Terrorists are strategically targeting multinational corporations. The fact is, said Taylor, that most corporations' facilities around the world are less protected than embassies and government facilities. That makes them crimes of opportunity, whether it's a hotel owned by an MNC, or an oil refinery. He clicked through news clips of terrorist incidents around the world to prove this point. The embassy is no longer the sole target.
The global CSO needs to have a depth of global experience, but he or she needs to put people in place with local experience, said Taylor, citing the example of a recent GE hire from Egypt who brought a wealth of local, cultural knowledge to the security table.
Travel security is a bigger issue than ever. Before his time, said Taylor, it could have taken weeks for a large corporation to know whether any of its employees were affected by a natural disaster or a terrorist event. Today he knows within minutes.
If you're a CSO working at a global level, you need daily intelligence on global instability issues. "You can't do security today unless you are globally aware of the world issues that could affect your company," said Taylor.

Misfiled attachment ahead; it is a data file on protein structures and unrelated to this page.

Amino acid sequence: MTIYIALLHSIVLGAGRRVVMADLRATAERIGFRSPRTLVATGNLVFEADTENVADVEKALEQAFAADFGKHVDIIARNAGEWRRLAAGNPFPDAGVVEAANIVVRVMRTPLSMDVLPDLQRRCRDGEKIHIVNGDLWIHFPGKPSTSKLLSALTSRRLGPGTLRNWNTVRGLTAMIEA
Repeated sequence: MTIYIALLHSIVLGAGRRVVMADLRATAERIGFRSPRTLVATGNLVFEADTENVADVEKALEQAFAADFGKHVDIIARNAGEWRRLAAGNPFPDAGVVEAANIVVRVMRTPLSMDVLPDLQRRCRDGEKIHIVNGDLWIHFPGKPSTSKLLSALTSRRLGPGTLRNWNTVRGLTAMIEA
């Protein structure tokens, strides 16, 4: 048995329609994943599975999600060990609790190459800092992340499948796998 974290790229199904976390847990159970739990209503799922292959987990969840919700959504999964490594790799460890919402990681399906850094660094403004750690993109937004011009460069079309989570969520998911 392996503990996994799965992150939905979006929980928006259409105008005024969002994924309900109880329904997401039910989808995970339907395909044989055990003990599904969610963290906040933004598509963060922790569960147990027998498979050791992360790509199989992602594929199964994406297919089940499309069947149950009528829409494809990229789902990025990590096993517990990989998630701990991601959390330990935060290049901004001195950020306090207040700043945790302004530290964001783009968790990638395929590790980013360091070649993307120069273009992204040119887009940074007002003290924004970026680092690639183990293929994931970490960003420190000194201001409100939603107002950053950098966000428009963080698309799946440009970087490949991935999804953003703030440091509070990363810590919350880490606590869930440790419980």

Salesperson representing security technologies pay attention: The CSO doesn't want to hear about widgets. "We don't even talk unless you have integrated systems." On the same note, he says that sales people need to understand his problems before they even think about offering a solution. "There is an attitude [among security technology salesperson] that, 'I don't need to know what your problem is; I need to tell you what my solution is.'" Don't expect that attitude to fly with a seasoned security executive, said Taylor.
Any security system you're selling to a well-run security department needs to produce metrics. As Taylor said during the keynote, "If I can't measure it, then I'm not buying it." Some of the metrics that Taylor looks at daily include metrics on compliance with regulatory issues, but he says he is also measuring response time tests for the company's emergency notification systems. As mentioned before in regards to travel security, Taylor said the company measures how effective his department is in locating employees quickly in the case of an emergency (the recent landing of a U.S. Airways flight in the Hudson River was cited as an example). He is also routinely measuring the "standard" items, like his budget, security staff headcounts, security incidents and incident trends.
Employee security awareness is vital to an organization's overall security posture. Taylor helps facilitate security briefings with employees. He has put into place a method through which General Electric employees can report security concerns, and he makes sure his department responds to those concerns in a timely manner.
The CSO should do a briefing to senior management on a regular basis. For Taylor this involves a monthly briefing where he reports to the company on new concerns and threat vectors.